If I have a solid rigid body (let us call it a duck) in a static regime submitted to the forces of pressure $P$ of a fluid (no shear forces) I can easily calculate the total force $\mathbf{F}$ exerted on the duck, as $$\mathbf{F}=-\int P\: \mathrm{d}\mathbf{S},$$ where $\mathrm{d}\mathbf{S}=\hat{n}\mathrm{d}S$, $\mathrm{d}S$ is the differential of surface, pointing normal to the surface with unit vector $\hat{n}$, and the integration is over the whole surface of the duck in contact with the fluid.

Now, imagine the same body is held in such a way that a particular point (at position $\mathbf{r}_{\rm fix}$) in the duck has to remain still, but the duck may rotate about this point. How do I calculate the torque $\mathbf{T}$ exerted by pressure forces about this point?

Attempt 1

Is it $$\mathbf{T}=-\int (\mathbf{r}-\mathbf{r}_{\rm fix}) \times \hat{n}\; P(\mathbf{r})\;\mathrm{d}S\quad\mathrm{?}$$

Attempt 2

Calculate force $\mathbf{F}$ as above and then find some kind of center of area $\mathbf{R}$, such that $$\mathbf{R}=\frac{1}{S}\int (\mathbf{r}-\mathbf{r}_{\rm fix})\mathrm{d}S,$$ where $S$ is the total surface. Then, $\mathbf{T}=\mathbf{R}\times\mathbf{F}$ ?

Additional questions: does this kind of calculation of torque in a fluid (attempt 1 or 2) have a particular name in the literature? I couldn't find it anywhere. How does this generalize for shear stress?

Edit: I forgot a minus sign.


Attempt 1 is the correct equation.

Both of your equations can be extended for an arbitrary stress state on the surface: if you combine the isotropic (pressure) and deviatoric (shears, etc.) stresses into an appropriate stress tensor, then you'll find the force and torque on the “duck” are:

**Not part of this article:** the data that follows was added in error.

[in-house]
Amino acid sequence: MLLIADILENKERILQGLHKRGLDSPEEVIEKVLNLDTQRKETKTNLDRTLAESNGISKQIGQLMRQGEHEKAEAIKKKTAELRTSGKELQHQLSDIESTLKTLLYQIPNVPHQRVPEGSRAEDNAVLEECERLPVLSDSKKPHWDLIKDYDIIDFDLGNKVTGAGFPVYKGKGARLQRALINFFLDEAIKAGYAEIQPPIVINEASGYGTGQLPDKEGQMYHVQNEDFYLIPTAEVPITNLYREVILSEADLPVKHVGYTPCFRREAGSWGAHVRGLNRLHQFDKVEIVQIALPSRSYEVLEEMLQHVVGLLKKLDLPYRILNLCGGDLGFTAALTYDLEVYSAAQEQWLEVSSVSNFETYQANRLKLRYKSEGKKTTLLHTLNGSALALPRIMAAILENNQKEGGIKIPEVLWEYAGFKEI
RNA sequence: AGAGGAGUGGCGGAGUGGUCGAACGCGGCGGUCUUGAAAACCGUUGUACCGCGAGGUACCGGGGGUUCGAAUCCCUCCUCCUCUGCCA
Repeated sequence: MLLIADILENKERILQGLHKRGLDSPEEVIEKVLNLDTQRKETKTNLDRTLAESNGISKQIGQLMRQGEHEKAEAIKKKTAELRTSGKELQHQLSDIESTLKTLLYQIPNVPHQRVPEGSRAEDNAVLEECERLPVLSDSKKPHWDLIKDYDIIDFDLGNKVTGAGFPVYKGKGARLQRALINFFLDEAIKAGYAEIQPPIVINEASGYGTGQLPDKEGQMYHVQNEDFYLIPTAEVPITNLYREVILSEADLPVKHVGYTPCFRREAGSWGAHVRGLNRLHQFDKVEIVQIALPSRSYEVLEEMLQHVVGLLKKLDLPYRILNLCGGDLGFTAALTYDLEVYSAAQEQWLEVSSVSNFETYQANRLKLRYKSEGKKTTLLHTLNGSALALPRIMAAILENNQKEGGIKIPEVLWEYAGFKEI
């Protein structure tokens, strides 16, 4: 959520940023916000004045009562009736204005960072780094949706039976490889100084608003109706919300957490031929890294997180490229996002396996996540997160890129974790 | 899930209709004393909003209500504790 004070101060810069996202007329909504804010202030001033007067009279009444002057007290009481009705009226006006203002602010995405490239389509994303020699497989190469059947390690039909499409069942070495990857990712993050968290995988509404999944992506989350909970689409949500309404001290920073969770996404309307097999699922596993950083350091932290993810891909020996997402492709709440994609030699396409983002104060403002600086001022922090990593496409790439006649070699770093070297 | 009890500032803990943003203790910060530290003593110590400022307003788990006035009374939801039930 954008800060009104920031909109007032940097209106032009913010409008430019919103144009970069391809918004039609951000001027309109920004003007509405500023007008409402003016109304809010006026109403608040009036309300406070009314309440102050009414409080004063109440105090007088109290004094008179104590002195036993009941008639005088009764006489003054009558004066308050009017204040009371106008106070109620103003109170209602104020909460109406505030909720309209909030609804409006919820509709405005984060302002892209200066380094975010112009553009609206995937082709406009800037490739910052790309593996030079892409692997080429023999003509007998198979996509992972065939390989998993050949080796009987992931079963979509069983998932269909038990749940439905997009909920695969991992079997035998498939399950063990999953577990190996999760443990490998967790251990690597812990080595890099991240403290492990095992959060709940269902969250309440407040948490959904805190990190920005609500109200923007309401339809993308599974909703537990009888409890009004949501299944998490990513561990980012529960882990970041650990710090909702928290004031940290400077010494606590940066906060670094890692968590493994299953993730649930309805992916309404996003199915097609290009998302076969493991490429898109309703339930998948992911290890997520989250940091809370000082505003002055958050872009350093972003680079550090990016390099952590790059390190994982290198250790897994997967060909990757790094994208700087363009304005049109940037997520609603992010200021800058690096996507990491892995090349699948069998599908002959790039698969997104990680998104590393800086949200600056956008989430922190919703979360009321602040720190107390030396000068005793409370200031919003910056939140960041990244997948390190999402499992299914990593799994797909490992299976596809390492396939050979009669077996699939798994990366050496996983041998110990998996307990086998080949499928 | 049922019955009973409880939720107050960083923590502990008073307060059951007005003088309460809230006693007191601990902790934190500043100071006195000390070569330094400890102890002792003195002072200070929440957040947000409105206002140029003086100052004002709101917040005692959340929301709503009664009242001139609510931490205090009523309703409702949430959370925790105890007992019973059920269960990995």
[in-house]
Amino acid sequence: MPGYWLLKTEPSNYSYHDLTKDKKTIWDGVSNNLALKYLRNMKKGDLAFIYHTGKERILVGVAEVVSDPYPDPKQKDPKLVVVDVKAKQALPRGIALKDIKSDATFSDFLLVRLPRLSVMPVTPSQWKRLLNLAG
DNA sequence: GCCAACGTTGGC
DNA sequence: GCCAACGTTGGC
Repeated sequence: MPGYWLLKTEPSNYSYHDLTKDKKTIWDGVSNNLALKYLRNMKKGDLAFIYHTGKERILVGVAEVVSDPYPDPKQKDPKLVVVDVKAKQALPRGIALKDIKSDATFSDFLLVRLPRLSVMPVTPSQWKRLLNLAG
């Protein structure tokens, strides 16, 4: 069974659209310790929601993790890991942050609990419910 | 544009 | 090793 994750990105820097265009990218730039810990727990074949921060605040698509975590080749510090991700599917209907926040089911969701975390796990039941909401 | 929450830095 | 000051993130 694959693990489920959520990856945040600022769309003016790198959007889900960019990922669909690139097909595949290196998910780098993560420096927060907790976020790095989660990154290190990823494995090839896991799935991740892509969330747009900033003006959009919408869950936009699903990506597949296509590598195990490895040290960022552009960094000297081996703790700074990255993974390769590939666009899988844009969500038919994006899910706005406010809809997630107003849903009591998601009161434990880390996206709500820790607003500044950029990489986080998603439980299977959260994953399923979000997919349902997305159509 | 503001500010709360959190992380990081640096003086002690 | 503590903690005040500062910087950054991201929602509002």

$$\mathbf{F} = \int \bar{\bar{\sigma}}\cdot\hat{n}\ dS$$

$$\mathbf{T} = \int (\mathbf{r} - \mathbf{r_{fix}}) \times \bar{\bar{\sigma}}\cdot\hat{n}\ dS$$

It is indeed possible to find some $\mathbf{R}$ so that your equation in Attempt 2 holds, but it is almost certainly not the center of area; it is sometimes called the hydrodynamic center or center of pressure because its location is affected by the flow conditions. Finding it in general is a pain because there are multiple different definitions for it under different conditions, but it's discussed in plenty of detail in this book for low-Re conditions.

I don't believe I've ever seen anyone give this process of integrating tractions over a surface to get net forces/torques a name, but it has led to plenty of results that do have names; Stokes' law, Faxen's laws, etc.

  • $\begingroup$ Thank you. Of course there is a minus, I edited the results above. $\endgroup$ – Mauricio Jul 15 '18 at 10:50
  • $\begingroup$ If you intended to define $\hat{n}$ as pointing outwards of the body, then you would indeed need a minus sign on both of your equations. But both your original (pre-edit) equations for $\mathbf{F}$ and $\mathbf{T}$ work out in the inwards-$\hat{n}$ case because 1) pressure has the opposite sign of the average isotropic stresses and 2) the correct cross product order for $\mathbf{T}$ is $mathbf{r} \times \mathbf{F}$. $\endgroup$ – aghostinthefigures Jul 15 '18 at 10:58
  • $\begingroup$ Yeah, I just prefer to keep $\hat{n}$ outwards. $\endgroup$ – Mauricio Jul 15 '18 at 11:01
  • $\begingroup$ Sorry I rejected your edit, but it was correct. Thanks again $\endgroup$ – Mauricio Jul 15 '18 at 11:30

Your Answer

By clicking “Post Your Answer”, you agree to our terms of service, privacy policy and cookie policy

Not the answer you're looking for? Browse other questions tagged or ask your own question.